Volume 45, Issue 4 (July 2000)
Method for Characterization of Adhesion Properties of Trace Explosives in Fingerprints and Fingerprint Simulations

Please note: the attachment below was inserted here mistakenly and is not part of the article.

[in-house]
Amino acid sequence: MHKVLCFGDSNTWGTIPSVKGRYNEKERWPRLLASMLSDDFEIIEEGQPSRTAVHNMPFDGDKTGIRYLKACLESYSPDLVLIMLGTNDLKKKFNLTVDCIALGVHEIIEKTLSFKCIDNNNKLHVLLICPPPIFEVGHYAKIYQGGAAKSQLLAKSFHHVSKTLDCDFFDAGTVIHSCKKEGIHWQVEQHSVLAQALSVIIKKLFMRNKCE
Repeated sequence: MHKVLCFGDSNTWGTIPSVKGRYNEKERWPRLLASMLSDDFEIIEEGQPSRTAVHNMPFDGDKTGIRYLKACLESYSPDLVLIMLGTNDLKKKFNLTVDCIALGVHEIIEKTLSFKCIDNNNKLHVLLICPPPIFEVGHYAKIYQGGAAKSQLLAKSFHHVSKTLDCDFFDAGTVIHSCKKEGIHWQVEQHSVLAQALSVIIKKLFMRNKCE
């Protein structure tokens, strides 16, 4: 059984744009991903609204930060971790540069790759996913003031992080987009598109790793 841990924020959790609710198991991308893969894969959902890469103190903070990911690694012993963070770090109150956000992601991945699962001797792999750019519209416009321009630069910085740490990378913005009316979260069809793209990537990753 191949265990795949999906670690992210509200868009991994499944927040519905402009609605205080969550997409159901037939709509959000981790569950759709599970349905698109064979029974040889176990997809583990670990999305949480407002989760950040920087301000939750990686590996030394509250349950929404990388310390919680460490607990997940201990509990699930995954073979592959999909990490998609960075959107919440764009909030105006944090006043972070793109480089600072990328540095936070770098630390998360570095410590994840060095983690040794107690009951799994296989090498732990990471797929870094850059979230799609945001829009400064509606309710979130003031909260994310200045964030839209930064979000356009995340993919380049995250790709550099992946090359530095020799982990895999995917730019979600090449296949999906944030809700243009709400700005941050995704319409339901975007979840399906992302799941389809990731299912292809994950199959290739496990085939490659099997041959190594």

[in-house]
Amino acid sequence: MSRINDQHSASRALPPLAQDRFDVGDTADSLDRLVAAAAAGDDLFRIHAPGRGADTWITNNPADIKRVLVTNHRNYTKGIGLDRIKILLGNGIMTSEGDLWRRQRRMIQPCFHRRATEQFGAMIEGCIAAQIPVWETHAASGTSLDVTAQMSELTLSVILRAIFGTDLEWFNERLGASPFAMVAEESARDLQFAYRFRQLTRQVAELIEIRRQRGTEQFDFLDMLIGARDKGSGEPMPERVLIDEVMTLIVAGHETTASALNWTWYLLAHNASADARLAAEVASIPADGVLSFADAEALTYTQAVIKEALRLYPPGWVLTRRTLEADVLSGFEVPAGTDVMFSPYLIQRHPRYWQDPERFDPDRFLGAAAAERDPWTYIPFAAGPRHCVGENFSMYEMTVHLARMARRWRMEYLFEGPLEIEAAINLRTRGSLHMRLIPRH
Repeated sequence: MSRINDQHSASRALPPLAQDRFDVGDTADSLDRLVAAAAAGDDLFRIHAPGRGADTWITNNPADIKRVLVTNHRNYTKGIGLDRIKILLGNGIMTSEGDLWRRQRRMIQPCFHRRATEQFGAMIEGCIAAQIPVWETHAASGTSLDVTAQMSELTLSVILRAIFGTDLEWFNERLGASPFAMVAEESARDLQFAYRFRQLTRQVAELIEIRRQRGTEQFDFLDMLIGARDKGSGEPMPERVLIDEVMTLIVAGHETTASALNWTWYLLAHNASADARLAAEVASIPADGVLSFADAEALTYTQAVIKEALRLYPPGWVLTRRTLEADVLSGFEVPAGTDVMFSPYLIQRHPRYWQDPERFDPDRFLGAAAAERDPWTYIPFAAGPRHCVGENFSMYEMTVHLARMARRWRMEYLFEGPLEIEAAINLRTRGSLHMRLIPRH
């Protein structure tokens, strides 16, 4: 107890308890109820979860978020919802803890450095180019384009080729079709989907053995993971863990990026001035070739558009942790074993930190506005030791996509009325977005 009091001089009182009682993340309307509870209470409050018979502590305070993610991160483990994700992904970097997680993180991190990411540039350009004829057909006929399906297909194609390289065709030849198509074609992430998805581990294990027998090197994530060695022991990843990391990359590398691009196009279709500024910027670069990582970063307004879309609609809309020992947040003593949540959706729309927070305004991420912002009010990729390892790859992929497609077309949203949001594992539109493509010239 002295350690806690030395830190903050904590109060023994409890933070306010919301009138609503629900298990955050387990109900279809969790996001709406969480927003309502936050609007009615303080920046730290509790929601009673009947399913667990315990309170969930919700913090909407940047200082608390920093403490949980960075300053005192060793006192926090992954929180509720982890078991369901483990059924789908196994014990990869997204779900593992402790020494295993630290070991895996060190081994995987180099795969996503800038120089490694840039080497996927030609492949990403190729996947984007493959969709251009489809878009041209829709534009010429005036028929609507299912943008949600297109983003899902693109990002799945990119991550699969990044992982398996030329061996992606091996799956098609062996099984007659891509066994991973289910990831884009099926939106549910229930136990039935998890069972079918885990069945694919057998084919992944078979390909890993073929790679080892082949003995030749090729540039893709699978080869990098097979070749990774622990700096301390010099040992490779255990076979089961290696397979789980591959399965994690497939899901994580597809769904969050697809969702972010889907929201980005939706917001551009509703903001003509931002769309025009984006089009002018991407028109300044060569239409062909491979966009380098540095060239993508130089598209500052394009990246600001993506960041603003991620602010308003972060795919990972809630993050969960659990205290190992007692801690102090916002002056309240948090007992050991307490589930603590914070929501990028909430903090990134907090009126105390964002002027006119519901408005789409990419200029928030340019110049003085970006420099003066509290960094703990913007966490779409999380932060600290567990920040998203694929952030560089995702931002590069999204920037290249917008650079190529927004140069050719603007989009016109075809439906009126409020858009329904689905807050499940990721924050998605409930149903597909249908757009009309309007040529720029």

The near inevitable transfer of explosive particulate matter through fingerprints makes it possible to detect concealed explosives through surface sampling. Repeatable and well-characterized fingerprint simulation facilitates quantitative comparison between particulate sampling methods for subsequent detection of trace explosive residues. This study employs a simple, but reproducible sampling system to determine the accuracy of a fingerprint simulation. The sampling system uses a gas jet to entrain particles from a substrate and the resulting airborne particles are then aspirated onto a Teflon filter. A calibrated Barringer IonScan 400 ion mobility spectrometer was used to determine the mass of explosive material collected on the filter. The IonScan 400 was calibrated with known masses of 2,4,6-trinitrotoluene (TNT). The resulting calibration curve is in good agreement with that obtained by Garofolo et al. (1994) (1) for an earlier model of the instrument. The collection efficiency of the sampling system was measured for three particle sizes (8.0, 10.0, and 13.0 μm) using spherical polystyrene particles laced with known quantities of TNT. Collection efficiency ranged from less than 1% for the larger particles to 5% for the smaller particles. Particle entrainment from the surface was monitored with dark field imaging of the remaining particles. The sampling system was then applied to two C4 test samples—a fingerprint transfer and a dry Teflon transfer. Over 100 ng of RDX was collected from the dry transfer sample, while less than 1 ng was collected from the fingerprint transfer. Possible explanations for this large difference are presented based on the system calibration.